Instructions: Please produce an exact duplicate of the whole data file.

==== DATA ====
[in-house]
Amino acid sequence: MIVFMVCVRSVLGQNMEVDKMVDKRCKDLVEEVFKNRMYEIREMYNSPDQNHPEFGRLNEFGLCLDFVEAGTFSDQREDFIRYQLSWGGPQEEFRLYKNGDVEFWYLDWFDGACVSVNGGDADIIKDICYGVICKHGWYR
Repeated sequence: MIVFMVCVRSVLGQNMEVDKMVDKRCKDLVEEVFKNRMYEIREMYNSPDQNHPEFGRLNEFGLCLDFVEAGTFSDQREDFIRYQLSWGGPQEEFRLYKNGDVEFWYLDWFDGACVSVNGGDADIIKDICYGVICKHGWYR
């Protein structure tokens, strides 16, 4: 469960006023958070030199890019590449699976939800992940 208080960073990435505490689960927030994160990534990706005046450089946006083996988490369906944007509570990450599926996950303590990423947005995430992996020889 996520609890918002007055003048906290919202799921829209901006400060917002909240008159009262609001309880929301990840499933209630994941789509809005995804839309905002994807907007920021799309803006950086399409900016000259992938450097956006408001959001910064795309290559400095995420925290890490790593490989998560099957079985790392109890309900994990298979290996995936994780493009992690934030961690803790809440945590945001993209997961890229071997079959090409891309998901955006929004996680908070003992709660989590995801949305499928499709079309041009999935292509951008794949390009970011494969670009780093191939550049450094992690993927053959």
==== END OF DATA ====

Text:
[in-house]
Amino acid sequence: MIVFMVCVRSVLGQNMEVDKMVDKRCKDLVEEVFKNRMYEIREMYNSPDQNHPEFGRLNEFGLCLDFVEAGTFSDQREDFIRYQLSWGGPQEEFRLYKNGDVEFWYLDWFDGACVSVNGGDADIIKDICYGVICKHGWYR
Repeated sequence: MIVFMVCVRSVLGQNMEVDKMVDKRCKDLVEEVFKNRMYEIREMYNSPDQNHPEFGRLNEFGLCLDFVEAGTFSDQREDFIRYQLSWGGPQEEFRLYKNGDVEFWYLDWFDGACVSVNGGDADIIKDICYGVICKHGWYR
């Protein structure tokens, strides 16, 4: 469960006023958070030199890019590449699976939800992940 208080960073990435505490689960927030994160990534990706005046450089946006083996988490369906944007509570990450599926996950303590990423947005995430992996020889 996520609890918002007055003048906290919202799921829209901006400060917002909240008159009262609001309880929301990840499933209630994941789509809005995804839309905002994807907007920021799309803006950086399409900016000259992938450097956006408001959001910064795309290559400095995420925290890490790593490989998560099957079985790392109890309900994990298979290996995936994780493009992690934030961690803790809440945590945001993209997961890229071997079959090409891309998901955006929004996680908070003992709660989590995801949305499928499709079309041009999935292509951008794949390009970011494969670009780093191939550049450094992690993927053959």